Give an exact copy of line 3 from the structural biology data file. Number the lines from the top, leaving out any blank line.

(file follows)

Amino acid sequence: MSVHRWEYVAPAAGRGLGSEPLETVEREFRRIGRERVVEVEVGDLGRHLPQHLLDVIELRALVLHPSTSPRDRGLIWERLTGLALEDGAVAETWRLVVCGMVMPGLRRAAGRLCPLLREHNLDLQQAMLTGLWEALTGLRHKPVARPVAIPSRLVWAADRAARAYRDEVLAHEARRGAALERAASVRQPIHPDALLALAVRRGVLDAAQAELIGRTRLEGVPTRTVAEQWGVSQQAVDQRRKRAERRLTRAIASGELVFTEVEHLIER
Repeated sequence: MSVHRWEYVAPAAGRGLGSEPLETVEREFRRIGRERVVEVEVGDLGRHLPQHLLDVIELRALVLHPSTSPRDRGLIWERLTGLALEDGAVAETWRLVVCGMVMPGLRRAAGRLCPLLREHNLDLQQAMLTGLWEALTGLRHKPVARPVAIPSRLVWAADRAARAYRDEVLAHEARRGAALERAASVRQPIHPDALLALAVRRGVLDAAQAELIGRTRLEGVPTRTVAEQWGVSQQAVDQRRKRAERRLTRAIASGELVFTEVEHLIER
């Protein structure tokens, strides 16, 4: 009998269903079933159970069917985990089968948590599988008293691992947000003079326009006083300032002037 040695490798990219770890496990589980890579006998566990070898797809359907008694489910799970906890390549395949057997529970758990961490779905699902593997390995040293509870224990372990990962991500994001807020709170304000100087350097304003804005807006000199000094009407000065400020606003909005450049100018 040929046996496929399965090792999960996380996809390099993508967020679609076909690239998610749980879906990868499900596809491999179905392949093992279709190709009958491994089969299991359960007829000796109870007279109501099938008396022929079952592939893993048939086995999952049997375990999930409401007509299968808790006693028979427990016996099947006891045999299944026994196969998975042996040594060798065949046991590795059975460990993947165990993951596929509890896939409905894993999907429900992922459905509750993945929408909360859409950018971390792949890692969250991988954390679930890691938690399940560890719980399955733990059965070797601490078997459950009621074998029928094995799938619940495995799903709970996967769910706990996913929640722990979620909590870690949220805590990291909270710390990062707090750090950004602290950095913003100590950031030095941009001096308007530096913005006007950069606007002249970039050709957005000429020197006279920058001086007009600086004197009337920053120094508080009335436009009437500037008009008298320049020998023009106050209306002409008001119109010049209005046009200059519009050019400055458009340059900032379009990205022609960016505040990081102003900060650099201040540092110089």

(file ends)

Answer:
């Protein structure tokens, strides 16, 4: 009998269903079933159970069917985990089968948590599988008293691992947000003079326009006083300032002037 040695490798990219770890496990589980890579006998566990070898797809359907008694489910799970906890390549395949057997529970758990961490779905699902593997390995040293509870224990372990990962991500994001807020709170304000100087350097304003804005807006000199000094009407000065400020606003909005450049100018 040929046996496929399965090792999960996380996809390099993508967020679609076909690239998610749980879906990868499900596809491999179905392949093992279709190709009958491994089969299991359960007829000796109870007279109501099938008396022929079952592939893993048939086995999952049997375990999930409401007509299968808790006693028979427990016996099947006891045999299944026994196969998975042996040594060798065949046991590795059975460990993947165990993951596929509890896939409905894993999907429900992922459905509750993945929408909360859409950018971390792949890692969250991988954390679930890691938690399940560890719980399955733990059965070797601490078997459950009621074998029928094995799938619940495995799903709970996967769910706990996913929640722990979620909590870690949220805590990291909270710390990062707090750090950004602290950095913003100590950031030095941009001096308007530096913005006007950069606007002249970039050709957005000429020197006279920058001086007009600086004197009337920053120094508080009335436009009437500037008009008298320049020998023009106050209306002409008001119109010049209005046009200059519009050019400055458009340059900032379009990205022609960016505040990081102003900060650099201040540092110089």